Savings for Daylight Savings

November 2nd, 2011

SPRUCE UP YOUR DASHBOARD We think of PUBLIC bike handlebars a little like a car dashboard – a place for functional everyday objects and useful information. Lights and bells are the two most common amenities, but having a place for a cup of coffee, or your phone, or a doggie is also essential for many… Read more »

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PUBLIC Dashboard

SPRUCE UP YOUR DASHBOARD

We think of PUBLIC bike handlebars a little like a car dashboard – a place for functional everyday objects and useful information. Lights and bells are the two most common amenities, but having a place for a cup of coffee, or your phone, or a doggie is also essential for many of us. Or keep track of how your bicycle commute translates into speed, distance, and time with an odometer. Take a look at our new dashboard items.

SAVINGS FOR DAYLIGHT SAVINGS – 15% OFF ALL LIGHTS

Sunday is daylight savings, and this means that many of us will be riding home from work in darkness for the next six months. Lights become especially critical this time of year for safe riding. So all lights are 15% off this week. If you want the biggest and brightest lights, get the Spaceship Headlight & Red Planet Taillight Set from Portland Design Works. We just added this set to our collection after seeing so many of the Oregon Manifest bikes sporting these during the competition. We also like to support local design firms whenever we can, and the Portland Design Works is a very talented group.

The Sierra Club Meets Chicago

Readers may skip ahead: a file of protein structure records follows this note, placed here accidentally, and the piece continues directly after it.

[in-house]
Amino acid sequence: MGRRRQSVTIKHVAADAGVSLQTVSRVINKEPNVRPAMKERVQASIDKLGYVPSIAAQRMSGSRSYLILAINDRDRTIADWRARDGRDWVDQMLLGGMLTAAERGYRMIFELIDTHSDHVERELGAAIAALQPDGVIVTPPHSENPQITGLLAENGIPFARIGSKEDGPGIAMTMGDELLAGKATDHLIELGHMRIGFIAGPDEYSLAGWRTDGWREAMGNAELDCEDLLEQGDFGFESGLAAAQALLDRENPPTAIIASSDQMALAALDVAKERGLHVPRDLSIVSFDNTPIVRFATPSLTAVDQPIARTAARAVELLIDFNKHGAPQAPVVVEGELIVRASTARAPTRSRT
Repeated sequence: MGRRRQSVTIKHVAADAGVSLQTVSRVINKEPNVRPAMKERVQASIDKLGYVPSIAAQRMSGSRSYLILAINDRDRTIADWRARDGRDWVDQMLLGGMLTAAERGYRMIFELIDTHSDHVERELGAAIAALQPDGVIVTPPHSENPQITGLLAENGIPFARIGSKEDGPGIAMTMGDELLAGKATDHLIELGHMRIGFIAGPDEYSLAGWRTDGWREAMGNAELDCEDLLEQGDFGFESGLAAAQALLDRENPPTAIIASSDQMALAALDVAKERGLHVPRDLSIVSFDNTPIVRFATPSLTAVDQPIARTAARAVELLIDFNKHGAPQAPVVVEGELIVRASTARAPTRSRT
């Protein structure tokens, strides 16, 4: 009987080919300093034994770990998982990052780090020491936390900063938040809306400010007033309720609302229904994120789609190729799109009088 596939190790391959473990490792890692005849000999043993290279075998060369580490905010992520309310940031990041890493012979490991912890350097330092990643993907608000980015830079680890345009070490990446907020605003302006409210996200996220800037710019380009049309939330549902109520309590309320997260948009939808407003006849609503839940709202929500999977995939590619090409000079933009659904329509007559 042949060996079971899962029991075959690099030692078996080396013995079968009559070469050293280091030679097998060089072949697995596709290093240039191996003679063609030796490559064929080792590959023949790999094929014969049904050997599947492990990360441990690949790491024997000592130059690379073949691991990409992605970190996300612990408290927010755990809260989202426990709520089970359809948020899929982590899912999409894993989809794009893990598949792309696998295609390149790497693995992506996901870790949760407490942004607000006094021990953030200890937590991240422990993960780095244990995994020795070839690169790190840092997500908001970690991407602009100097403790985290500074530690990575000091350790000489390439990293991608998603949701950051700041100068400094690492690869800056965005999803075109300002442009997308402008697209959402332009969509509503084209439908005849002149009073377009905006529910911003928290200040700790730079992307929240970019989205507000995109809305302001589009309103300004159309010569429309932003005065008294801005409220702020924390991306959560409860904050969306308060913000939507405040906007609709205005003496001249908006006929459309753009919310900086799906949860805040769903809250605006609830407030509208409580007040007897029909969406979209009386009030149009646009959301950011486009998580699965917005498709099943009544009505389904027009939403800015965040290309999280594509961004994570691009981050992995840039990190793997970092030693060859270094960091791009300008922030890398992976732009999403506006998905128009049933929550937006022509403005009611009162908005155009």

August 18th, 2011

What do the Sierra Club and Moving Design of Chicago have in common? City bicycling is getting support from an ever-increasing eclectic list of organizations. Every month it seems we partner with some cool group working to encourage more people to incorporate a bicycle into their daily urban lives. This month we’re working with two… Read more »

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Sierra Club Meets Chicago

What do the Sierra Club and Moving Design of Chicago have in common?

City bicycling is getting support from an ever-increasing eclectic list of organizations. Every month it seems we partner with some cool group working to encourage more people to incorporate a bicycle into their daily urban lives.

This month we’re working with two very unique groups, The Sierra Club, one of the largest national environmental advocacy organizations, and Moving Design, a small design-based group in Chicago.  Both groups use their unique skills to encourage people to rethink the way we get around in our communities and to reduce our dependency on cars and fossil fuels.

The Sierra Club
Founded in 1892 by John Muir, The Sierra Club has over a million members and supporters and is one of most influential grassroots organizations in the United States. They literally defined environmental activism for many of us. The Sierra Club is giving away three PUBLIC bikes to encourage more people to leave their cars at home. You can enter to win by going to The Sierra Club website or visiting The Sierra Club Facebook page.

The Sierra Club also created a video, with help from our friends at Agency Charlie, to showcase how someone can move around their community by bicycle instead of a car.

Two Mornings from Sierra Club National on Vimeo.